Even the hardiest fashion fan might yearn for a break from the tents, bright lights and pushy crowds at Bryant Park. Luckily, there are a plethora of art exhibits to choose from for a quiet moment communing with one’s intellectual side. Gold stars for extra credit to all those who find time between the shows and the after parties to set foot inside these galleries.

Adam McEwen, “8.00 for 8.30”
McEwen, a favorite with his witty fake obituaries at the Whitney Biennial this year, mounts his latest solo show, this time leaving newsprint behind for C-print photographs of LeFrak City and paintings decorated with chewing gum.
Nicole Klagsbrun Gallery
526 West 26th Street, No. 213

Dash Snow, “Silence Is The Only True Friend That Shall Never Betray You”
Another Whitney Biennial darling, Dash Snow (he of the edgy Polaroids documenting his own late nights) will be exhibiting at Mirabelle Marden and Melissa Bent’s new East Village incarnation of their gallery, The Rivington Arms.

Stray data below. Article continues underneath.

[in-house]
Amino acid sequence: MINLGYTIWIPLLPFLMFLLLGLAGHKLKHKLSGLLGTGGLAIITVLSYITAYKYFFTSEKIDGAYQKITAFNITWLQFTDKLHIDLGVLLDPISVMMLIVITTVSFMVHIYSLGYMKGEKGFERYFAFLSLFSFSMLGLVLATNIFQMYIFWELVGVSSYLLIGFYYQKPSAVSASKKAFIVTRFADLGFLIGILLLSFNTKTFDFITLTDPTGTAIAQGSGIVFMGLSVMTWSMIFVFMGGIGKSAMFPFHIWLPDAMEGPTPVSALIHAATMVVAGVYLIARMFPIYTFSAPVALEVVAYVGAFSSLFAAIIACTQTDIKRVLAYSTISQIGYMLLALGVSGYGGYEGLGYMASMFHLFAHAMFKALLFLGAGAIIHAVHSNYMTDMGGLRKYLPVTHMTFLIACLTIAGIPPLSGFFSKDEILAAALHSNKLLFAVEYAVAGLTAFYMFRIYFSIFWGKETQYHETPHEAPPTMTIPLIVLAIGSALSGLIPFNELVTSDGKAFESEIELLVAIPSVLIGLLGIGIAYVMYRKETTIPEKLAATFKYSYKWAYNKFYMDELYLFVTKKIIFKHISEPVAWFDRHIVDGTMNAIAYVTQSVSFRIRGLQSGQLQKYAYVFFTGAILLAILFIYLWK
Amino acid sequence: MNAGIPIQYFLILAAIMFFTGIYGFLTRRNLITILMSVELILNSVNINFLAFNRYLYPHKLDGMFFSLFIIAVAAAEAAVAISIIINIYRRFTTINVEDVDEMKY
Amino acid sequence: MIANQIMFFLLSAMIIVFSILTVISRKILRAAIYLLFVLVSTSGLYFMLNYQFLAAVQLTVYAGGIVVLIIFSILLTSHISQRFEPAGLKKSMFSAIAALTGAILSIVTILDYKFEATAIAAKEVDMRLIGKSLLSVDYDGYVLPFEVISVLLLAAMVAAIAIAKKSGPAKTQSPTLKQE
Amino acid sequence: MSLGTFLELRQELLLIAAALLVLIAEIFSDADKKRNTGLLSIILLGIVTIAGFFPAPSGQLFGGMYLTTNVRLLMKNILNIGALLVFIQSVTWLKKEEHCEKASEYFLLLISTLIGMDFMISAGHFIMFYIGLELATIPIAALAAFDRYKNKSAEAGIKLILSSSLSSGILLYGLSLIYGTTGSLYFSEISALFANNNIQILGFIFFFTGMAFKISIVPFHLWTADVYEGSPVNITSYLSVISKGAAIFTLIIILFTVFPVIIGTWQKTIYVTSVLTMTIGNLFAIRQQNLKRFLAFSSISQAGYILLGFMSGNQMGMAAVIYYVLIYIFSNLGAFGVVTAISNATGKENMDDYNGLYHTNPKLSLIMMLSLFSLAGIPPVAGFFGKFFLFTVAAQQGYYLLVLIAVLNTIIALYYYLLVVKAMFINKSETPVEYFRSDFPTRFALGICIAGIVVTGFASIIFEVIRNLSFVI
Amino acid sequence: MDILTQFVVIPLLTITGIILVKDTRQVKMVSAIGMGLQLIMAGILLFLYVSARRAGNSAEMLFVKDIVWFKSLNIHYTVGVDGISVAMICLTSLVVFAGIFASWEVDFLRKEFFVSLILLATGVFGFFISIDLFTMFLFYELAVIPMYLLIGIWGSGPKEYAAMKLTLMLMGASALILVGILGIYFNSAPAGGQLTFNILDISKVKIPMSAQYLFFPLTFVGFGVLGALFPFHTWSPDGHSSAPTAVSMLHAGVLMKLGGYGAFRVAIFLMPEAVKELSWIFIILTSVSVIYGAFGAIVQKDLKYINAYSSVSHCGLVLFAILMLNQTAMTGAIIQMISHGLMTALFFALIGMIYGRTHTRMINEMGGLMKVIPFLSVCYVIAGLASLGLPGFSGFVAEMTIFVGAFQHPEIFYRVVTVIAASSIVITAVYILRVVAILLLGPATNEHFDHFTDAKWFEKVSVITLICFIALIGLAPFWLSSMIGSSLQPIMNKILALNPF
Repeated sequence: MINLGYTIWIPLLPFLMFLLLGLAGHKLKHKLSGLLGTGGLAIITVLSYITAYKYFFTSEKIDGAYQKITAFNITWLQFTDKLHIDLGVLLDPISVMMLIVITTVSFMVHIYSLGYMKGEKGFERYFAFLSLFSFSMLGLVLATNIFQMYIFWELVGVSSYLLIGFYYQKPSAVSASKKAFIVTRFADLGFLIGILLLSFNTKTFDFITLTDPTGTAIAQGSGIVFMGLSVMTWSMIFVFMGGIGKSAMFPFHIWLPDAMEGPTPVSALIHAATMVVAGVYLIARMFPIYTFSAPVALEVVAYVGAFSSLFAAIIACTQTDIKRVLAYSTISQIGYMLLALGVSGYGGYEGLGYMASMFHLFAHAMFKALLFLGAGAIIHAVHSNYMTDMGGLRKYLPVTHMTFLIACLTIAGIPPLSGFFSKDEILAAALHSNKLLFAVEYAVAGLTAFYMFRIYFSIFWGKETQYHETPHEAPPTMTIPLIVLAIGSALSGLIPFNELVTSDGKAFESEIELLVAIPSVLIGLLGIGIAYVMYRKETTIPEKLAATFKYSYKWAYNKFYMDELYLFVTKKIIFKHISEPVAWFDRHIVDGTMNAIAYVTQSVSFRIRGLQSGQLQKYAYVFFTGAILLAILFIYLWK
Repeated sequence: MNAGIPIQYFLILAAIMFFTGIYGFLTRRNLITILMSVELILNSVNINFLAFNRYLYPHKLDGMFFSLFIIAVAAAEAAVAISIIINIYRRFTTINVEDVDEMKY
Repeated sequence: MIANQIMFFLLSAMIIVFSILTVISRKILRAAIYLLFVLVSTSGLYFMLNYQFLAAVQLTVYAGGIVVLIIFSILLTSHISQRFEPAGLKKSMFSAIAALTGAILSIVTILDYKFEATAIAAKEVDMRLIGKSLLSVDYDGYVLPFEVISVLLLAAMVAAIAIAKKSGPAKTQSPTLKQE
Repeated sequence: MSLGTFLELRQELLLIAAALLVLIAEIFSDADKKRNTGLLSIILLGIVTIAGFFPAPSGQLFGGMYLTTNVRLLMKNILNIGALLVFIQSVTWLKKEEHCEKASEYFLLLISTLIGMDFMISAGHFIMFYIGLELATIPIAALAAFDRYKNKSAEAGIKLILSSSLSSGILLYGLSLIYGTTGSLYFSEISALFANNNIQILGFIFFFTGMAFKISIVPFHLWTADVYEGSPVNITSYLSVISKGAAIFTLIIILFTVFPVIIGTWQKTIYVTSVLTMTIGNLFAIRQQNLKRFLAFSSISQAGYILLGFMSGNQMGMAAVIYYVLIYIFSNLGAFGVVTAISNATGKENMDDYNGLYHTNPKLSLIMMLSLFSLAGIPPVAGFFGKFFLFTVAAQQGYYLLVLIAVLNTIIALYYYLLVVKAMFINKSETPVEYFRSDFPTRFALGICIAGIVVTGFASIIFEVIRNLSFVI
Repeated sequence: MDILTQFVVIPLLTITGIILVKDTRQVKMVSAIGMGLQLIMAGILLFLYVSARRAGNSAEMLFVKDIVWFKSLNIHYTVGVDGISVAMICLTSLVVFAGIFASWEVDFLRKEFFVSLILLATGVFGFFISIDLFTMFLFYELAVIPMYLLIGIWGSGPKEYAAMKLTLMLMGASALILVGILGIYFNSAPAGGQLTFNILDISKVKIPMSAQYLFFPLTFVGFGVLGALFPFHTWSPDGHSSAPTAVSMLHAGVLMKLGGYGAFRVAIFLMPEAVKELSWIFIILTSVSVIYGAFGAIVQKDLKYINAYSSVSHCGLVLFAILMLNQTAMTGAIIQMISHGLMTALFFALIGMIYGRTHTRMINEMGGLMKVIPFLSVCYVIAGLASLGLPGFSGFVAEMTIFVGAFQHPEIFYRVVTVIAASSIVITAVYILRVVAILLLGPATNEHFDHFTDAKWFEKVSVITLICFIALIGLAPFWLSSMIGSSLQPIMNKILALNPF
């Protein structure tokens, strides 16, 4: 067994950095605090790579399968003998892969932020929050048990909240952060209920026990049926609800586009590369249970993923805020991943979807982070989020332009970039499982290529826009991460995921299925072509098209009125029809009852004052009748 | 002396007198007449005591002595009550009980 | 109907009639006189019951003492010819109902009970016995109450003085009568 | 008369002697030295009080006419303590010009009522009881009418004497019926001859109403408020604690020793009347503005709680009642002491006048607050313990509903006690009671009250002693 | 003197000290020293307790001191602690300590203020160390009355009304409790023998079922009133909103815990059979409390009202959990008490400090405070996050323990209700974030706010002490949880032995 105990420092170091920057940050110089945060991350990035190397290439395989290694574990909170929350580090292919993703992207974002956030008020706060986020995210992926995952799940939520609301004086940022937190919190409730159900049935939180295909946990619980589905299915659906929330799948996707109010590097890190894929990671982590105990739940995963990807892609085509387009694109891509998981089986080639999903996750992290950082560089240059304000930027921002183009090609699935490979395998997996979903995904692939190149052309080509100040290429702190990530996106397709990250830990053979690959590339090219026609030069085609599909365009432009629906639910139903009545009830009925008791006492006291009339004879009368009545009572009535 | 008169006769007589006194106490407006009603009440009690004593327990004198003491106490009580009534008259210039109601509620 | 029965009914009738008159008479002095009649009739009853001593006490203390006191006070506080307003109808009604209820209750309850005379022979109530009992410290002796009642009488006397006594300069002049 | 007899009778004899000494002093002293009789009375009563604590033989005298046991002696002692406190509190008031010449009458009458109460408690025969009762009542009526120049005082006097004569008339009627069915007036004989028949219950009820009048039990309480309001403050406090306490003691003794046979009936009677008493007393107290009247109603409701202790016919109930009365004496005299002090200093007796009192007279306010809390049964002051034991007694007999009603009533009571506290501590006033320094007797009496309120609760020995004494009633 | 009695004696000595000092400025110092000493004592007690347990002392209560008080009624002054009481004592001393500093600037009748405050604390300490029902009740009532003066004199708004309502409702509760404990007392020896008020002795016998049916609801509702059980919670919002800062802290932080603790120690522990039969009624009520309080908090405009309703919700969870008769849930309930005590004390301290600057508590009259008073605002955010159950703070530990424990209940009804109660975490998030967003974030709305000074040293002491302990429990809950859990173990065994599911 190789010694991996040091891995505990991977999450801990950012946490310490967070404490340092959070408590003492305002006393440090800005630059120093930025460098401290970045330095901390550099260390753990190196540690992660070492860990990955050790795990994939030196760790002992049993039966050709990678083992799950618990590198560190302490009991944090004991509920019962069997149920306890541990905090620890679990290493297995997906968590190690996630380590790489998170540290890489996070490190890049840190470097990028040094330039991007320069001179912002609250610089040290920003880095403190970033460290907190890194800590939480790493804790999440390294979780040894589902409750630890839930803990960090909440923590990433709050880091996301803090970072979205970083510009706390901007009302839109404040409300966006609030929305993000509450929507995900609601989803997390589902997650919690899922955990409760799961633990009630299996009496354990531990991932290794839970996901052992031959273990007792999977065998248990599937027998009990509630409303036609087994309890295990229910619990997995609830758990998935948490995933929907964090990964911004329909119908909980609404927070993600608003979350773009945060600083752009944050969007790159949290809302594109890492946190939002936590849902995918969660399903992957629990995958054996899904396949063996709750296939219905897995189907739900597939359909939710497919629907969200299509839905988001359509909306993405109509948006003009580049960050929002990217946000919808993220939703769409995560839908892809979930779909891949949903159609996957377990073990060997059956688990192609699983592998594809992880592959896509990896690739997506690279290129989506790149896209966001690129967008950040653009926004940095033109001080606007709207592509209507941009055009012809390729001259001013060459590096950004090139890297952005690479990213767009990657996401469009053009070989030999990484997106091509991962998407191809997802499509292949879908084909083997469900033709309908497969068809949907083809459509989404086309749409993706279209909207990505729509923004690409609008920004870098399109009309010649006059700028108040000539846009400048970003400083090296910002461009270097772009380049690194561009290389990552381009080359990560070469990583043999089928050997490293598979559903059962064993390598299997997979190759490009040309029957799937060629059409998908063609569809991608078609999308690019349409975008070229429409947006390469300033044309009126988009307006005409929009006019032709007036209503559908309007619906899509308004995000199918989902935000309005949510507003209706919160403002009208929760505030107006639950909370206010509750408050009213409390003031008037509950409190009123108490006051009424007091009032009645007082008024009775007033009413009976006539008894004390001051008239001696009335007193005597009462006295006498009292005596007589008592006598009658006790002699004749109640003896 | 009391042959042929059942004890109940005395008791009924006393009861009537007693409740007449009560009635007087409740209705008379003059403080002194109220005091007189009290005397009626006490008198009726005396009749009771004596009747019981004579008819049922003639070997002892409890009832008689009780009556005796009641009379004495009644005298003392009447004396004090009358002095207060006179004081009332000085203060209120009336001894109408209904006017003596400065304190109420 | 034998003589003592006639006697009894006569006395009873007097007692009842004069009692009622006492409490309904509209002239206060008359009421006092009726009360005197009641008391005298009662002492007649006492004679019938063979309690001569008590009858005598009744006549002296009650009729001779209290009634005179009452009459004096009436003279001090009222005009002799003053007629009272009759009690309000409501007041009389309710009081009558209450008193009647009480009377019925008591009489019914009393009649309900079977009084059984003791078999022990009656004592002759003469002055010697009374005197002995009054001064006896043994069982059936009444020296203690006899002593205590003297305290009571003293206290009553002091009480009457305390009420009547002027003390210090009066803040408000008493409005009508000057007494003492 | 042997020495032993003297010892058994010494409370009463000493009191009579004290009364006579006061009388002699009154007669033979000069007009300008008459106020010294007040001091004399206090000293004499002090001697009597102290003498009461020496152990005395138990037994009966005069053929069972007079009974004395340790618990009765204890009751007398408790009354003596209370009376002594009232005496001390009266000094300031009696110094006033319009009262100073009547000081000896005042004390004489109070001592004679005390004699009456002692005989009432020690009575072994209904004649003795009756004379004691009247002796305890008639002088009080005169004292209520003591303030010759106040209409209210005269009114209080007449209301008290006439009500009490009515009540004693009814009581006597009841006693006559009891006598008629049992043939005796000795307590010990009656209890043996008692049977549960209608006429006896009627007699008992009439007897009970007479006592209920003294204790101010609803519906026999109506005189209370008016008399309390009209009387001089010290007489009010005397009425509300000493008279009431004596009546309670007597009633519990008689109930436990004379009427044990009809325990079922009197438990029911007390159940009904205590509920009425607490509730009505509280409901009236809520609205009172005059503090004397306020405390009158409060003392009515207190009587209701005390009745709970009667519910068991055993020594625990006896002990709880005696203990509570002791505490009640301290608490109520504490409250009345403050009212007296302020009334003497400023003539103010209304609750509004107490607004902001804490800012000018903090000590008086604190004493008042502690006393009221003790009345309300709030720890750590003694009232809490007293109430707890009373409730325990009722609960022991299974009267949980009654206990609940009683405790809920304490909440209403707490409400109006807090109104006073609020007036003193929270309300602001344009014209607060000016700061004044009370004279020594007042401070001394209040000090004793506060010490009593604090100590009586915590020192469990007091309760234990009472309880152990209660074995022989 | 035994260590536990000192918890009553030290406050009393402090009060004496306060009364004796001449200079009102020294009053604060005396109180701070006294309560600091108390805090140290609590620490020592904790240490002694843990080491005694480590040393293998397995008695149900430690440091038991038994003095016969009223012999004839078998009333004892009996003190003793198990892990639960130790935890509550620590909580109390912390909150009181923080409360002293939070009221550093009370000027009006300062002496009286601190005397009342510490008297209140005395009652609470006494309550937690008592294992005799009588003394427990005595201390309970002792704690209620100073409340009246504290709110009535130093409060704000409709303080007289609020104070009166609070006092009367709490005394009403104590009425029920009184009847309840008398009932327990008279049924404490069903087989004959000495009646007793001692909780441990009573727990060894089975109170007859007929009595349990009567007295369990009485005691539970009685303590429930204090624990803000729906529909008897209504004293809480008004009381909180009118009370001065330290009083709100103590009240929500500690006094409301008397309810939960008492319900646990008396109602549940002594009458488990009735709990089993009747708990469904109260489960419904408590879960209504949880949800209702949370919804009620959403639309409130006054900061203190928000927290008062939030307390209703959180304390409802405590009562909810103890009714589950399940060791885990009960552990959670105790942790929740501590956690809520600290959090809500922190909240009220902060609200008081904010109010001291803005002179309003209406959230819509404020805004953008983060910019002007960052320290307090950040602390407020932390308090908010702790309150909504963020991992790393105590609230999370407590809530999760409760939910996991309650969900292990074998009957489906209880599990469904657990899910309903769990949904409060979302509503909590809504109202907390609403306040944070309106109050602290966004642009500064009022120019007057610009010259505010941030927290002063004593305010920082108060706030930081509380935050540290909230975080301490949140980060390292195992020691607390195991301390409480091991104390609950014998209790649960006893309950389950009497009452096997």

The Rivington Arms
4 East 2nd Street

Michel Gondry, “The Silence of Sleep”
To coincide with the release of Gondry’s film of the same name starring Gael Garcia Bernal and Charlotte Gainsbourg, Deitch Projects is staging an exhibition of sculpture and so-called “pathological creep little gifts” by the director. Movie sets have been reimagined as art installations, alongside contributions from artists Lauri Faggioni, Stephan Rozenbaum, Baptiste Ibar and Autumn De Wilde.
Deitch Projects
76 Grand Street

Lola Alvarez Bravo
The late Mexican photographer — best known for her work in the Forties and Fifties — is given a retrospective to coincide with the first English-language book on her oeuvre. Bravo, a gallery owner who was the first to devote a show to friend Frida Kahlo’s paintings, trained her lens on contemporaries like Kahlo, Carlos Fuentes and Henri Cartier-Bresson, as well as the streets and people of Mexico City.
Aperture Gallery
547 West 27th Street, fourth floor

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